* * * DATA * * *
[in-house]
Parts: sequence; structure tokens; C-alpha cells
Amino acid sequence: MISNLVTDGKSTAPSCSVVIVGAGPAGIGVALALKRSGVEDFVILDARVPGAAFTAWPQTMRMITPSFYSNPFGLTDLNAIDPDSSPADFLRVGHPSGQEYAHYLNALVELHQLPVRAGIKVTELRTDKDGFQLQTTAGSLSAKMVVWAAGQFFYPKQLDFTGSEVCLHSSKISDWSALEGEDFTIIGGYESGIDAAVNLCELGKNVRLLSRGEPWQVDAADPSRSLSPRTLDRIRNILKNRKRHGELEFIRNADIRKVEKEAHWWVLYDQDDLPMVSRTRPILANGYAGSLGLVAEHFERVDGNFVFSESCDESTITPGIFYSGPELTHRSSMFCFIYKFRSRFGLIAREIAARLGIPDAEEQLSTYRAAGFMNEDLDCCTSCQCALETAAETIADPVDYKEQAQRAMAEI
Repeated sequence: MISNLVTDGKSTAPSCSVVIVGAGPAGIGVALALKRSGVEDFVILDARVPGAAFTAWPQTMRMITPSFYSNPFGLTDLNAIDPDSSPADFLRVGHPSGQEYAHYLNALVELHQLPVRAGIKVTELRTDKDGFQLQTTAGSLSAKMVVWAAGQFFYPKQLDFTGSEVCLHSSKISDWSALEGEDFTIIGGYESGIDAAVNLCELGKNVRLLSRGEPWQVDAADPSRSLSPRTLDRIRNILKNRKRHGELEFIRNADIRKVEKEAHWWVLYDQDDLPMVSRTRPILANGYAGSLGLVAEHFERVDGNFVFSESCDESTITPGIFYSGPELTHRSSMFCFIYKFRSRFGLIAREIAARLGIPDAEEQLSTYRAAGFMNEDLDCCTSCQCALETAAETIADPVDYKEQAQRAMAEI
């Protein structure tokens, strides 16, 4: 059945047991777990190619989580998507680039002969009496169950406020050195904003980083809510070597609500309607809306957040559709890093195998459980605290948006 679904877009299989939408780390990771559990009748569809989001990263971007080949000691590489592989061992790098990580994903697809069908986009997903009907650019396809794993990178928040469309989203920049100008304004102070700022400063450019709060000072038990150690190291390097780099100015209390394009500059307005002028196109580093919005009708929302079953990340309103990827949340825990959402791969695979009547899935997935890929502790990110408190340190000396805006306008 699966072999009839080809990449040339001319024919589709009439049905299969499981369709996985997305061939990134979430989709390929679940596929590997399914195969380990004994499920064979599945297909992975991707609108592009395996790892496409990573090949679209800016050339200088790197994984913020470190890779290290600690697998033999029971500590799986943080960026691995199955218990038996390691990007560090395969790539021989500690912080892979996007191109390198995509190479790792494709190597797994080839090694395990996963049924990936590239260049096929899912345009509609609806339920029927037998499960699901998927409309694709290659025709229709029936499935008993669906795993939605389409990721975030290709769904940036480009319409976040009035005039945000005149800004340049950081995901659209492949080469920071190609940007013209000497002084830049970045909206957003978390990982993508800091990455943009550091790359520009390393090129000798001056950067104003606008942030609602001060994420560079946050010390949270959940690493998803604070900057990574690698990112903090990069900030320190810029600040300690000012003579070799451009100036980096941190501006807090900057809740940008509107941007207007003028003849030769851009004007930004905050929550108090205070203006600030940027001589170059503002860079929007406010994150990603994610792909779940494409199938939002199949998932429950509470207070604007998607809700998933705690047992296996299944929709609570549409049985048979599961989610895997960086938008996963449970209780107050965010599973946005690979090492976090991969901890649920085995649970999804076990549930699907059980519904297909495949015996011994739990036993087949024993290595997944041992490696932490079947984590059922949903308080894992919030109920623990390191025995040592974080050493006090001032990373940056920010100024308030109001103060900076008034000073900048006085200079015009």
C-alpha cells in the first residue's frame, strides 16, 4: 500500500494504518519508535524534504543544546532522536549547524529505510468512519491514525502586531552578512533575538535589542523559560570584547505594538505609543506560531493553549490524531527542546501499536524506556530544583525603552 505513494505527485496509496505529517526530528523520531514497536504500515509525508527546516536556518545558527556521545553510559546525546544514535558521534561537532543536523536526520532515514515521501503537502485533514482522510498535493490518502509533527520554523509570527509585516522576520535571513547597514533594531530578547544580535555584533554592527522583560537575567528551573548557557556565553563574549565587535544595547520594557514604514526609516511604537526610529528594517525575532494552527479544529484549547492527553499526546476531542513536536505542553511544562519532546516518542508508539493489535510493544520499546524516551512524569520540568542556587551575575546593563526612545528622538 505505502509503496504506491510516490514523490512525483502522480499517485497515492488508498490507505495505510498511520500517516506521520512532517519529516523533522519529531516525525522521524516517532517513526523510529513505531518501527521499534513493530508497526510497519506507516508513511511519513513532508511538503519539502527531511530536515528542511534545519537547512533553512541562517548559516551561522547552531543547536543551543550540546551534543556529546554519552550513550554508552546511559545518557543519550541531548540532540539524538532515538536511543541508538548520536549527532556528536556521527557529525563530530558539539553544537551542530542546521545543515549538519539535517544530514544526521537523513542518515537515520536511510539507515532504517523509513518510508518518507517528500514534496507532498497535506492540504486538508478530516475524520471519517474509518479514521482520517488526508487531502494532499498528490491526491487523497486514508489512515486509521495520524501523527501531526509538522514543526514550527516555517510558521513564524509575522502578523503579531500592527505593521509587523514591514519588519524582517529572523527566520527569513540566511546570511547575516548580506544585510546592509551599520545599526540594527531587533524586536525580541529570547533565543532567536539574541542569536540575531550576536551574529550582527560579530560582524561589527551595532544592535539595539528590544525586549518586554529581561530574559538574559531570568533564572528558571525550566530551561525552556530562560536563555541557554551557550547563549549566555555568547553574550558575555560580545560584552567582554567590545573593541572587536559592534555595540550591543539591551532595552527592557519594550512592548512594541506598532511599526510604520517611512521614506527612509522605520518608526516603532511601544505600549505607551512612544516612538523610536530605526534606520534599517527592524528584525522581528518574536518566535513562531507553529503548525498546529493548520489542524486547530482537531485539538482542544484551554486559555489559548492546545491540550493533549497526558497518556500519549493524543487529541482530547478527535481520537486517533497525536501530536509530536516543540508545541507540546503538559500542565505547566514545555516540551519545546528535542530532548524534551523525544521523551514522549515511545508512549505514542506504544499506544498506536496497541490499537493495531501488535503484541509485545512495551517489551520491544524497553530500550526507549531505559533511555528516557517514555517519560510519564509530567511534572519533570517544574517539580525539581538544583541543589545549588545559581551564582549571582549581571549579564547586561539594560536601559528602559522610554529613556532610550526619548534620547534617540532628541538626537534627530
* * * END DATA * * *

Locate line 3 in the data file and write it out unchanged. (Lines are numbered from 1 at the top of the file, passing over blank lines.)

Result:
Amino acid sequence: MISNLVTDGKSTAPSCSVVIVGAGPAGIGVALALKRSGVEDFVILDARVPGAAFTAWPQTMRMITPSFYSNPFGLTDLNAIDPDSSPADFLRVGHPSGQEYAHYLNALVELHQLPVRAGIKVTELRTDKDGFQLQTTAGSLSAKMVVWAAGQFFYPKQLDFTGSEVCLHSSKISDWSALEGEDFTIIGGYESGIDAAVNLCELGKNVRLLSRGEPWQVDAADPSRSLSPRTLDRIRNILKNRKRHGELEFIRNADIRKVEKEAHWWVLYDQDDLPMVSRTRPILANGYAGSLGLVAEHFERVDGNFVFSESCDESTITPGIFYSGPELTHRSSMFCFIYKFRSRFGLIAREIAARLGIPDAEEQLSTYRAAGFMNEDLDCCTSCQCALETAAETIADPVDYKEQAQRAMAEI